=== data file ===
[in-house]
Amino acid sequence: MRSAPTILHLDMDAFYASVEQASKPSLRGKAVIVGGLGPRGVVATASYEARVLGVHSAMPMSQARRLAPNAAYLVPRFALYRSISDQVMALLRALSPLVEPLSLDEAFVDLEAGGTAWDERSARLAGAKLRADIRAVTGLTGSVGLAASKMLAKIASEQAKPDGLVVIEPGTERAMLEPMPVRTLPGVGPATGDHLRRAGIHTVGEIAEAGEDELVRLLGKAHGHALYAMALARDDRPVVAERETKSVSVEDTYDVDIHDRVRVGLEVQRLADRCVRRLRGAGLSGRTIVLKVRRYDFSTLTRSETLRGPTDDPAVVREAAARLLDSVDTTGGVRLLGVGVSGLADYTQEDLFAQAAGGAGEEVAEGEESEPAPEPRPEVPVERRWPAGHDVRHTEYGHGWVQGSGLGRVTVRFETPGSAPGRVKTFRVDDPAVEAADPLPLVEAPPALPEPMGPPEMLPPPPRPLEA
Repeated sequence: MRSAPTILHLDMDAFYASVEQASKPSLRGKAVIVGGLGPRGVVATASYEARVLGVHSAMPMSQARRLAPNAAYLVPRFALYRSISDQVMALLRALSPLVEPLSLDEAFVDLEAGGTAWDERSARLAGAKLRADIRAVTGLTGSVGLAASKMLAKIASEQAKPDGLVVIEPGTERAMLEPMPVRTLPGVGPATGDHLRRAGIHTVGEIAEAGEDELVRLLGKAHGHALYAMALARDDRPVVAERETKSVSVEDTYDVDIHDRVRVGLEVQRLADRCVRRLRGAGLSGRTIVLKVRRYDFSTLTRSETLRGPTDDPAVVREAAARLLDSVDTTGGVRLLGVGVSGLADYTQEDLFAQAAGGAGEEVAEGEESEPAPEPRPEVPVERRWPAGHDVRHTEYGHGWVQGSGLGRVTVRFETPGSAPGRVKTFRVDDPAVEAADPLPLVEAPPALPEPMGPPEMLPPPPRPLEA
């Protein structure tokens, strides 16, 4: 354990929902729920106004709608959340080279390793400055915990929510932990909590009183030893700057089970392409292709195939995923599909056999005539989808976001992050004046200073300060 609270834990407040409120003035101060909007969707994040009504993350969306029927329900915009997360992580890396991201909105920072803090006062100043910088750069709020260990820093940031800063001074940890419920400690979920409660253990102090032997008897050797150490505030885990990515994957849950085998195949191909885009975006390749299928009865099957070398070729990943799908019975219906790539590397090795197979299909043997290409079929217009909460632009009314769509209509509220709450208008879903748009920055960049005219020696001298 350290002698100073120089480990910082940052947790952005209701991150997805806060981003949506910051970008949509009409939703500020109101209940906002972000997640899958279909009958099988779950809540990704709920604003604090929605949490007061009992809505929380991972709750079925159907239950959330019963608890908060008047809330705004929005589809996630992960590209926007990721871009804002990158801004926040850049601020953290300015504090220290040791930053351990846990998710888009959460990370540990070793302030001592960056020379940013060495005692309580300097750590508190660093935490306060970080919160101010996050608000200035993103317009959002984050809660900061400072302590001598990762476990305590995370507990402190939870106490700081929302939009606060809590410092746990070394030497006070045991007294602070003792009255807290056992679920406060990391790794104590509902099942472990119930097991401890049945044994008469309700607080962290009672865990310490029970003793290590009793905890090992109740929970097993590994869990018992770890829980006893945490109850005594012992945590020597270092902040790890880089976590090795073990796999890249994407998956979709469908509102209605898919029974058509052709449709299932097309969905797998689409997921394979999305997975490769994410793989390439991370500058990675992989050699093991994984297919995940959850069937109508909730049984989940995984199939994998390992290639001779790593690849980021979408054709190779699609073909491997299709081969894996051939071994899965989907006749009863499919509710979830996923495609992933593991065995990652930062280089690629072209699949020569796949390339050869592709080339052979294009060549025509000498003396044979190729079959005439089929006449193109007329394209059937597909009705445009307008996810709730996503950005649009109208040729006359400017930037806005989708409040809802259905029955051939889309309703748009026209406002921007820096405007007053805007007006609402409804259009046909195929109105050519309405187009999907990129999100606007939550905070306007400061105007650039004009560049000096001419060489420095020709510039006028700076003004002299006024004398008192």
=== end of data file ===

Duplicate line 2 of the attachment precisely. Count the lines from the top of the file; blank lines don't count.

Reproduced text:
Amino acid sequence: MRSAPTILHLDMDAFYASVEQASKPSLRGKAVIVGGLGPRGVVATASYEARVLGVHSAMPMSQARRLAPNAAYLVPRFALYRSISDQVMALLRALSPLVEPLSLDEAFVDLEAGGTAWDERSARLAGAKLRADIRAVTGLTGSVGLAASKMLAKIASEQAKPDGLVVIEPGTERAMLEPMPVRTLPGVGPATGDHLRRAGIHTVGEIAEAGEDELVRLLGKAHGHALYAMALARDDRPVVAERETKSVSVEDTYDVDIHDRVRVGLEVQRLADRCVRRLRGAGLSGRTIVLKVRRYDFSTLTRSETLRGPTDDPAVVREAAARLLDSVDTTGGVRLLGVGVSGLADYTQEDLFAQAAGGAGEEVAEGEESEPAPEPRPEVPVERRWPAGHDVRHTEYGHGWVQGSGLGRVTVRFETPGSAPGRVKTFRVDDPAVEAADPLPLVEAPPALPEPMGPPEMLPPPPRPLEA